Honking drivers see you
Join Date: Nov 2004
Location: Houston, TX
Bikes: Fuji Track, KHS Witch Doctor, Balance AL 750, Tank Mod Trials Bike
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Is this an old used hub, or a new one? Try cranking down on the nuts (on both sides) and then loosen them up enough to let the hub spin freely. If you tighten too much, you'll end up cracking the races or ruining your sealed bearings after a while. do you have two sets of nuts on each side of the hub (aside from your nut that goes on the outside of the dropout)? The hub shouldn't loosen itself during riding if you do, as the outermost nut will keep the nut up against the bearings from loosening themselves.
Is the hub space for 120mm? Usually running a 120mm hub on a 10 spd isn't too big of a problem chain-line wise. You can even fudge a few mm's either way. If your chainline's off a lot, in the least, you'll have a noisy drivetrain that'll wear down quickly, or in the worst case, you run the risk of throwing your chain at the most inopportune time.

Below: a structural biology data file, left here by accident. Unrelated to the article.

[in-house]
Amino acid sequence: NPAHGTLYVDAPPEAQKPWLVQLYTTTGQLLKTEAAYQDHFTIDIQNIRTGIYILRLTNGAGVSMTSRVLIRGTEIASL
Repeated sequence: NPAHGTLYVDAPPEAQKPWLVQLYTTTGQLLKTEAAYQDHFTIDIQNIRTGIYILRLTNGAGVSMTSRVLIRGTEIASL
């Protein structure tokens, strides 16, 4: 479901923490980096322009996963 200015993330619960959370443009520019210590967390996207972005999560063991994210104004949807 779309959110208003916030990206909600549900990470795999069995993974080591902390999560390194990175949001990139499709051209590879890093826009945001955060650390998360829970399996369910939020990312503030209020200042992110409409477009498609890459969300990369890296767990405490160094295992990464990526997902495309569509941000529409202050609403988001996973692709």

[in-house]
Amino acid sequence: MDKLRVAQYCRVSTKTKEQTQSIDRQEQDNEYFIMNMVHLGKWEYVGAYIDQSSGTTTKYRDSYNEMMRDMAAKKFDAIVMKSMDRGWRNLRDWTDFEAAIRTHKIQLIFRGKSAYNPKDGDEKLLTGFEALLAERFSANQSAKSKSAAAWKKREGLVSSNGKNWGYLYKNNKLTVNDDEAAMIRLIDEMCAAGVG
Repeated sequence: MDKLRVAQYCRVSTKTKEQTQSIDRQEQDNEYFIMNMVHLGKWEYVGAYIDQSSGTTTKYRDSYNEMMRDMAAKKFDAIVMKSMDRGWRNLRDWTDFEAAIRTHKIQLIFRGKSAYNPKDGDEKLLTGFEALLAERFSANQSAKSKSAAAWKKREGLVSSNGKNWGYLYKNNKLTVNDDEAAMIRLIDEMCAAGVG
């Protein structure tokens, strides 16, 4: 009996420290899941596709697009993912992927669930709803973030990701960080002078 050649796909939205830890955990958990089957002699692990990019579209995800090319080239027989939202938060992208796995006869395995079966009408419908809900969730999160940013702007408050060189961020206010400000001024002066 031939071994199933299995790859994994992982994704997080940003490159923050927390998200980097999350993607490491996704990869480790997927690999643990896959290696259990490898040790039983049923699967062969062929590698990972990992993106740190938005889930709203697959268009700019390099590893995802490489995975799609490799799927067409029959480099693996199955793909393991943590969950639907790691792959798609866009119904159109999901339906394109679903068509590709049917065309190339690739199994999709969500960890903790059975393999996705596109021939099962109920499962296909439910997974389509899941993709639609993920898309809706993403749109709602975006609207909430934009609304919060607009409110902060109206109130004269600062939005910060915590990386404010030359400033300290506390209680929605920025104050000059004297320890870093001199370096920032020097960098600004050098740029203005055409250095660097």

Your wheel size shouldn't be a problem, but if you're talking about the current standard dropout that's vertical, you'll have a hard time dialing in your chain tension. If you do manage to get your chainline decent on a vertical dropout, through some magic gear ratio, without a chain tensioner, you'll have to really watch that chain and change it out when you start going slack. I ran a "magic gear" on my Vertical dropout mtb and wound up wrecking my rear hub races after a few months.
If you can't figure out the problem, a new wheel may be in order, or some kind of derailleur-type tensioner, like a Surly will help.
Conversions are tough, and sometimes you end up putting a lot of money into them that would be better spent on a frame/bike set up as SS from the beginning.